- Historic Sites
October 2004 | Volume 55, Issue 5
Overrated The most overrated American regional food comes from my beloved Northeast. Each April or May chefs throughout New York and beyond (those in my own restaurants included) celebrate the arrival of fiddlehead ferns and ramps with an overblown enthusiasm that belies their own culinary good sense. It is true that the long, endless winters of our region stoke a deep-seated craving for spring. By mid-February we are already sick and tired of cooking with apples, squash, and root vegetables, so we project our need to reawaken on the first green anything that emerges from the defrosted earth. Let’s be honest. A fiddlehead fern is not delicious, no matter how you prepare it. Blanched, sautéed, batter-fried, or raw, it is nothing more than a bland, oddly textured plant whose only redeeming virtue is that it doesn’t poison you. (And I’m told it’s even capable of doing that.)
The best thing about ramps (“wild” leeks) is their name. For some reason, people just love to say it. A ramp is distinctive only if you have the misfortune of eating one raw. You won’t lose the pungent taste in your mouth for at least 24 hours, which is not my idea of a great way to spend a day. As a consequence, ramps are usually cooked in some fashion, and the result is almost always fine, but never much more than that. In fact, almost every other member of the onion family— shallots, garlic, real leeks, and true spring onions—is a far more distinctive guest than ramps at any party to which they are invited.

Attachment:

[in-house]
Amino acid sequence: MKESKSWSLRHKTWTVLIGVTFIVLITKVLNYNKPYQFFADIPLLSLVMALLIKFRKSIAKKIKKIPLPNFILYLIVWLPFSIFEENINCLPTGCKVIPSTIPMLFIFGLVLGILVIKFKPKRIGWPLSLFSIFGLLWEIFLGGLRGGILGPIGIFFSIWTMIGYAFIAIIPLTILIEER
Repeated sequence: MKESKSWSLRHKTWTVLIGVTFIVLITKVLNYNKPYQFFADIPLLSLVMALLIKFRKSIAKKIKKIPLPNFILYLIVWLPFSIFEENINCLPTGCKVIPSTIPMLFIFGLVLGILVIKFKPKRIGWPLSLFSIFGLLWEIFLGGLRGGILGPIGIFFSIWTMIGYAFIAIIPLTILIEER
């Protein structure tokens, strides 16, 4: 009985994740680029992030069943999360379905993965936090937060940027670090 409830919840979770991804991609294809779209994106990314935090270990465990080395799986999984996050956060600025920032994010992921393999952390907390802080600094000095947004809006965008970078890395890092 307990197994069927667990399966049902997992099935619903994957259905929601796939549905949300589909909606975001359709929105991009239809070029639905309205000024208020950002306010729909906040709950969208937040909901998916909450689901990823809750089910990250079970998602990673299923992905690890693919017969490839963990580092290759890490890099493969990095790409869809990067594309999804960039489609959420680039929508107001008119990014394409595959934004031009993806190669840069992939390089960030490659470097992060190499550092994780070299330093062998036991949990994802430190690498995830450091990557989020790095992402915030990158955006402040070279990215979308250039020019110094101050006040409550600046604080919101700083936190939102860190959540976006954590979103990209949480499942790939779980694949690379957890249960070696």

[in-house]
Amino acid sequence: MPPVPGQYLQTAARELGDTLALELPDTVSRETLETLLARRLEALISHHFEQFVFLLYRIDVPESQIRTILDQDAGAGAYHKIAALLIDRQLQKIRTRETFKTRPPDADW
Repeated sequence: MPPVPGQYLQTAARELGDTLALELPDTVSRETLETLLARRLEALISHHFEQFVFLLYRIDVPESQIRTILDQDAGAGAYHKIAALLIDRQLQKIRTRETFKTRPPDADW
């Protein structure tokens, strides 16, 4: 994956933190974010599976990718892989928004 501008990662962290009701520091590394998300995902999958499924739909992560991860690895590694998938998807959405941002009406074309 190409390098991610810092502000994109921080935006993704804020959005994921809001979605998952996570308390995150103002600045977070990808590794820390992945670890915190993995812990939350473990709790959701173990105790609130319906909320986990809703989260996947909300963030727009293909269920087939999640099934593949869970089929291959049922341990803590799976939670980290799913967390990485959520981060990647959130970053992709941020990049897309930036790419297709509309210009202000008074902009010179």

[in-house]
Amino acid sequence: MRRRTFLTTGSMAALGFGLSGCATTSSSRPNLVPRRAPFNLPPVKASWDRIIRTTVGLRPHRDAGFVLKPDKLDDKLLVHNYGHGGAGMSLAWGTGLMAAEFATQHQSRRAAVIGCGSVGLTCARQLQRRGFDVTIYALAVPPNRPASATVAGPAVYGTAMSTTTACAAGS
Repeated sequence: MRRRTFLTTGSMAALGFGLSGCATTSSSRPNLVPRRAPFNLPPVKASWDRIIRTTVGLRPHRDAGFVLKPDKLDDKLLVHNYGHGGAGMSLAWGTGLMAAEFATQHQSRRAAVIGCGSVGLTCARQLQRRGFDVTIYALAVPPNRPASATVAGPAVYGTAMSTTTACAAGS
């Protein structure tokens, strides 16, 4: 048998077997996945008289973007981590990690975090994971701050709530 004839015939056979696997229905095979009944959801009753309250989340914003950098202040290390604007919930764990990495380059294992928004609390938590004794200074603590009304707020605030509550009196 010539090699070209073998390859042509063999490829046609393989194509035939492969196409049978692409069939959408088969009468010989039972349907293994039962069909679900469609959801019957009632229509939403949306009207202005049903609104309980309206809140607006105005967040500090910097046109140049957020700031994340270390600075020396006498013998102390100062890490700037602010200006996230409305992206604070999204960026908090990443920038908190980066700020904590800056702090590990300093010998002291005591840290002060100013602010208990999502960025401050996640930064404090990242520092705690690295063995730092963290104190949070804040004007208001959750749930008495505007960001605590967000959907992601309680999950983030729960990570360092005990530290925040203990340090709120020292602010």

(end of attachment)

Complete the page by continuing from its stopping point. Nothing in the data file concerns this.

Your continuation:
I’ll always be delighted to welcome the arrival of spring. But from this moment on I’ll not shoulder fiddlehead ferns or ramps with the unfair burden of measuring up to my pent-up desire for the vernal equinox.
Underrated In the world of barbecue, regional differences are debated with a rancorous and religious zeal both within and without the regions themselves. Denizens of North Carolina argue vehemently over the finest (and coarsest) points of chopped pig, as well as which quadrant of the Tar Heel State produces the tangiest, properly tomatoed sauce. While barbecue lore maintains that America’s choicest regions for ‘cue are (in order) Memphis, Kansas City, and North Carolina, I know exactly where I’d head were I told I had just one final weekend to ply my body with barbecue. The Texas Hill Country, a beautiful part of our nation (whose gateway is the incredibly underrated city of Austin), is the ultimate in barbecue purity. Those who think the sauce makes the ‘cue will be disappointed. There is no particularly good sauce to be found there. Pit masters are proud to let oaky smoke and meat do all the talking.
Cattle is king in Hill Country, with exceptional versions of beef brisket, shoulder clod, ribs, and spicy sausage (hot links or hot guts) to be found throughout the land. But it doesn’t stop there. Hill Country outposts serve exquisite pork ribs, gargantuan pork chops, and my favorite versions of smoked chicken as well. I’ve even become a sucker for stewed pinto beans, preferring them to the sweet baked beans one finds in other barbecue regions.
Though I have at least 10 must-return-to favorites, one can almost throw a dart at the Texas Hill Country map and not be disappointed, wherever it lands.